Documentation of Walman, Poko-Rawo, Sreenge and Yeri [ISO 639 van; rwa; lsr; yev]
Dryer, Matthew Principal Investigator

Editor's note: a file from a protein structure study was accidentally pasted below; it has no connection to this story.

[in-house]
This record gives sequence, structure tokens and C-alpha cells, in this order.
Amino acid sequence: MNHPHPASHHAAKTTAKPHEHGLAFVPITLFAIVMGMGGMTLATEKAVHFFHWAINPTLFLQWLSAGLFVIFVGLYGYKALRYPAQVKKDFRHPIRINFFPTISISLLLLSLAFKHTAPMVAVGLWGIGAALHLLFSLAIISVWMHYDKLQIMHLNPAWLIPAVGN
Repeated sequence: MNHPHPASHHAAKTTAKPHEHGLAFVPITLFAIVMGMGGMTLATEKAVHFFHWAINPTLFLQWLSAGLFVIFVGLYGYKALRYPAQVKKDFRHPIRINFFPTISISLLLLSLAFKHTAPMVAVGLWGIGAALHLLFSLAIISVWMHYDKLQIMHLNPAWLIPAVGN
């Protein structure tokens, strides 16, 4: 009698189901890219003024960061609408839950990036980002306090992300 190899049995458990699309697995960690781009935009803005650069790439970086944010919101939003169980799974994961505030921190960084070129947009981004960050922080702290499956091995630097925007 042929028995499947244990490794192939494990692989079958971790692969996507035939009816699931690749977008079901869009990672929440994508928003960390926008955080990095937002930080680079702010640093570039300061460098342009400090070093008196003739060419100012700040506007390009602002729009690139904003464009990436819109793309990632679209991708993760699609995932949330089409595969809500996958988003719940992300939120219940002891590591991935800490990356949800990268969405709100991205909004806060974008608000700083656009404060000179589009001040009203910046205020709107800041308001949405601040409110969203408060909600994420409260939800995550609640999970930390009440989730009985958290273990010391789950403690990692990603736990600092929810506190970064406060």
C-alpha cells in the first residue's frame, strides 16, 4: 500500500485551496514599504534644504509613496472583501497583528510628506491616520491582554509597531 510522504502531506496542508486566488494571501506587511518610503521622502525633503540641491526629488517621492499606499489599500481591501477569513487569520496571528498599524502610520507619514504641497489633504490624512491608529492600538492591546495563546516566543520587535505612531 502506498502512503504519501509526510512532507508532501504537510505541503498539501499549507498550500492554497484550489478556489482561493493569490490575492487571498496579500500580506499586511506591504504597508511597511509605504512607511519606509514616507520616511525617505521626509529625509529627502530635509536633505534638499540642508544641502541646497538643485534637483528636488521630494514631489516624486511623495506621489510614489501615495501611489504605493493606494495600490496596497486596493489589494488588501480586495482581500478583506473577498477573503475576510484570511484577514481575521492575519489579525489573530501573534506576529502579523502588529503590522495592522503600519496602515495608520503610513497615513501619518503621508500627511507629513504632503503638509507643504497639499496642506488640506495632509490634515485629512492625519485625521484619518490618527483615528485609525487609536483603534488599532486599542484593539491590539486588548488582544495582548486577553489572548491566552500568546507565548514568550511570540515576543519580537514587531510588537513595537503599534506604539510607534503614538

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Approximately one sixth of the languages of the world are spoken in Papua New Guinea and the Indonesian province of Papua, which constitutes the western third of the island of New Guinea. In many areas of Papua New Guinea, the English-based creole Tok Pisin is replacing the village languages as greater contact across areas has increased the need for a common language. As a result, many languages are becoming endangered, yet most of the languages of New Guinea are completely undescribed. Dr. Lea Brown and Dr. Matthew Dryer (University at Buffalo) will continue and complete a detailed description of Walman (a Torricelli language), continue their work on Poko-Rawo (a Sko language), with the ultimate goal of producing a short description of the language, and begin work on two other Torricelli languages, Sreenge and Yeri. For all these languages, documentation will include a grammatical description, a dictionary, and archiving their materials, including texts in digital audio format. The Torricelli family, with 48 languages, is the seventeenth largest language family in the world, but one of the least documented: only one of these languages has a monograph-length description. This project will produce two more, and begin work on a third. Apart from documenting languages before they become extinct, documenting languages in a poorly documented family can contribute to our understanding of what is possible in human language. Dr. Brown's and Dr. Dryer's research on Walman has already documented one very unusual property: the word for 'and' used to conjoin two noun phrases (as in 'the man and the woman') is a verb, with the first conjunct as subject, the second as object. In addition to documenting these languages, Dr. Brown and Dr. Dryer will be developing orthographies for these languages and working with the communities to obtain government approval of these orthographies that will make it possible for the communities to have elementary schools conducted in the village languages.